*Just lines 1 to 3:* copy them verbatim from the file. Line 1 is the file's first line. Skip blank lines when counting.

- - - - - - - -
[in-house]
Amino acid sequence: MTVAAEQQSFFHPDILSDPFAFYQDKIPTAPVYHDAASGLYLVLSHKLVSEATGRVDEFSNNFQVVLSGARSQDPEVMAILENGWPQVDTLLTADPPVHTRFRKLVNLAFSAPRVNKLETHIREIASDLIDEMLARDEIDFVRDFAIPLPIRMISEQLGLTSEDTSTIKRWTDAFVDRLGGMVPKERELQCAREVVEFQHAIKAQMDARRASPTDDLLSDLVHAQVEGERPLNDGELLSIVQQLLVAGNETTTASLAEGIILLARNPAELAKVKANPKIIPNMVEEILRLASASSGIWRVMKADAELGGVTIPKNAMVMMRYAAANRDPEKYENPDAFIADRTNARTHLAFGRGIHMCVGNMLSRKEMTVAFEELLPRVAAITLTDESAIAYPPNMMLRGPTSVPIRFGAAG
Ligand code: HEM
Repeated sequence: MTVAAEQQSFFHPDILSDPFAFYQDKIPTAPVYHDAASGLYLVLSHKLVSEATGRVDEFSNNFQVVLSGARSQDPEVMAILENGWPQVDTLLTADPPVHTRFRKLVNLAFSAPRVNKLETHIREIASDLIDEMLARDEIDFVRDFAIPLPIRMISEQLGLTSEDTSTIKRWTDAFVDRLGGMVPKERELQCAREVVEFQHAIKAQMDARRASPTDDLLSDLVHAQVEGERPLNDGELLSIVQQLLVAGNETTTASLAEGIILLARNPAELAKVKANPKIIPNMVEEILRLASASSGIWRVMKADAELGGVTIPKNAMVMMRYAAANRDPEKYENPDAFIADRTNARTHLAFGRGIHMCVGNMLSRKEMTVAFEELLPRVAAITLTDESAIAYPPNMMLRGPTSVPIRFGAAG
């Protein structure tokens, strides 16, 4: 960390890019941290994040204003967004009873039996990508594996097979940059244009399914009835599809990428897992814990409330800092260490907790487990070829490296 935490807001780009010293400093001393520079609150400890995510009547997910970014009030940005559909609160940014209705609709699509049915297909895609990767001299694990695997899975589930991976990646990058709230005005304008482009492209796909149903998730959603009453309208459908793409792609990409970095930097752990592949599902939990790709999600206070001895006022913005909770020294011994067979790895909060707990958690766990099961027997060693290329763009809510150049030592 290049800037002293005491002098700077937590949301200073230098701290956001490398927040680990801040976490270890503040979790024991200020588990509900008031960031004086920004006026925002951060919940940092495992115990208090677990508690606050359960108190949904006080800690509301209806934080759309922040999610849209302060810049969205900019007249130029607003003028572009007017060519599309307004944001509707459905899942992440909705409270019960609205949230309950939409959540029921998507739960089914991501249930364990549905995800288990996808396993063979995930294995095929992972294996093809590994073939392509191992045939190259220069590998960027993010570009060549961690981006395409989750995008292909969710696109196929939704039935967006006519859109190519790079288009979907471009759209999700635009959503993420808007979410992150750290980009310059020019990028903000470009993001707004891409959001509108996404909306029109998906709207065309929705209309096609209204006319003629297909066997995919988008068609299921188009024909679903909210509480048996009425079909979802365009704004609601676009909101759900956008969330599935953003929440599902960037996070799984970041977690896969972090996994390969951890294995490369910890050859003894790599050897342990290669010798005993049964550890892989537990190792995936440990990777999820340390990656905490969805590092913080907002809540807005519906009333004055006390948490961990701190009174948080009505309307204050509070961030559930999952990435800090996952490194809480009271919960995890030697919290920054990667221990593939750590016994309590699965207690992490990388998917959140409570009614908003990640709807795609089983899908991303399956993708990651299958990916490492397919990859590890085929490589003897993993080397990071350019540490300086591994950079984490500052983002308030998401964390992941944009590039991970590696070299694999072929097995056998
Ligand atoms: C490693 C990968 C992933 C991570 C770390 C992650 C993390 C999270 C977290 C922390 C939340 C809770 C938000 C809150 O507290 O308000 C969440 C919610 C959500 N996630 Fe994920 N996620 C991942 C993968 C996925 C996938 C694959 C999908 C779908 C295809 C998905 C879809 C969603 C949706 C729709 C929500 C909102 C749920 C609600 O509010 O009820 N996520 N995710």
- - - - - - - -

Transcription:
[in-house]
Amino acid sequence: MTVAAEQQSFFHPDILSDPFAFYQDKIPTAPVYHDAASGLYLVLSHKLVSEATGRVDEFSNNFQVVLSGARSQDPEVMAILENGWPQVDTLLTADPPVHTRFRKLVNLAFSAPRVNKLETHIREIASDLIDEMLARDEIDFVRDFAIPLPIRMISEQLGLTSEDTSTIKRWTDAFVDRLGGMVPKERELQCAREVVEFQHAIKAQMDARRASPTDDLLSDLVHAQVEGERPLNDGELLSIVQQLLVAGNETTTASLAEGIILLARNPAELAKVKANPKIIPNMVEEILRLASASSGIWRVMKADAELGGVTIPKNAMVMMRYAAANRDPEKYENPDAFIADRTNARTHLAFGRGIHMCVGNMLSRKEMTVAFEELLPRVAAITLTDESAIAYPPNMMLRGPTSVPIRFGAAG
Ligand code: HEM